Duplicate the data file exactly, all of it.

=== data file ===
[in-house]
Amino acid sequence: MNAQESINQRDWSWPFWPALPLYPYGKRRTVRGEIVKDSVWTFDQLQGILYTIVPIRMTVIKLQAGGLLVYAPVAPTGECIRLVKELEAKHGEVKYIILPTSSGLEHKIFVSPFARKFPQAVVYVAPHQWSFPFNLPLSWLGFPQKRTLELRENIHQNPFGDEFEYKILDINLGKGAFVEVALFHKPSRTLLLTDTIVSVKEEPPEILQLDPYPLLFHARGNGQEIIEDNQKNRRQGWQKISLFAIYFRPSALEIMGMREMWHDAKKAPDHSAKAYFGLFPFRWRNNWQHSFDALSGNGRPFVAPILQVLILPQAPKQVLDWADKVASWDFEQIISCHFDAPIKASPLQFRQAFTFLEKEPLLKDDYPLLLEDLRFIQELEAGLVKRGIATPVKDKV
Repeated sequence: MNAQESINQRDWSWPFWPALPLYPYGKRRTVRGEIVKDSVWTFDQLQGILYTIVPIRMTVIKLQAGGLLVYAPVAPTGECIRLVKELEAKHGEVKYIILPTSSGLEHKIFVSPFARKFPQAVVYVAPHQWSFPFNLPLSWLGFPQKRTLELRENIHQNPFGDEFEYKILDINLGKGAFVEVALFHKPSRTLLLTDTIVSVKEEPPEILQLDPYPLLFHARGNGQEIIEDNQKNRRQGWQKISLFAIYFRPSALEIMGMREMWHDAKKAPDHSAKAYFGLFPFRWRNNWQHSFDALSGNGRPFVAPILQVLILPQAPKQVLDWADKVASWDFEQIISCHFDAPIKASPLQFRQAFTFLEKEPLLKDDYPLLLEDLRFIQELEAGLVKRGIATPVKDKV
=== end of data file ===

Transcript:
[in-house]
Amino acid sequence: MNAQESINQRDWSWPFWPALPLYPYGKRRTVRGEIVKDSVWTFDQLQGILYTIVPIRMTVIKLQAGGLLVYAPVAPTGECIRLVKELEAKHGEVKYIILPTSSGLEHKIFVSPFARKFPQAVVYVAPHQWSFPFNLPLSWLGFPQKRTLELRENIHQNPFGDEFEYKILDINLGKGAFVEVALFHKPSRTLLLTDTIVSVKEEPPEILQLDPYPLLFHARGNGQEIIEDNQKNRRQGWQKISLFAIYFRPSALEIMGMREMWHDAKKAPDHSAKAYFGLFPFRWRNNWQHSFDALSGNGRPFVAPILQVLILPQAPKQVLDWADKVASWDFEQIISCHFDAPIKASPLQFRQAFTFLEKEPLLKDDYPLLLEDLRFIQELEAGLVKRGIATPVKDKV
Repeated sequence: MNAQESINQRDWSWPFWPALPLYPYGKRRTVRGEIVKDSVWTFDQLQGILYTIVPIRMTVIKLQAGGLLVYAPVAPTGECIRLVKELEAKHGEVKYIILPTSSGLEHKIFVSPFARKFPQAVVYVAPHQWSFPFNLPLSWLGFPQKRTLELRENIHQNPFGDEFEYKILDINLGKGAFVEVALFHKPSRTLLLTDTIVSVKEEPPEILQLDPYPLLFHARGNGQEIIEDNQKNRRQGWQKISLFAIYFRPSALEIMGMREMWHDAKKAPDHSAKAYFGLFPFRWRNNWQHSFDALSGNGRPFVAPILQVLILPQAPKQVLDWADKVASWDFEQIISCHFDAPIKASPLQFRQAFTFLEKEPLLKDDYPLLLEDLRFIQELEAGLVKRGIATPVKDKV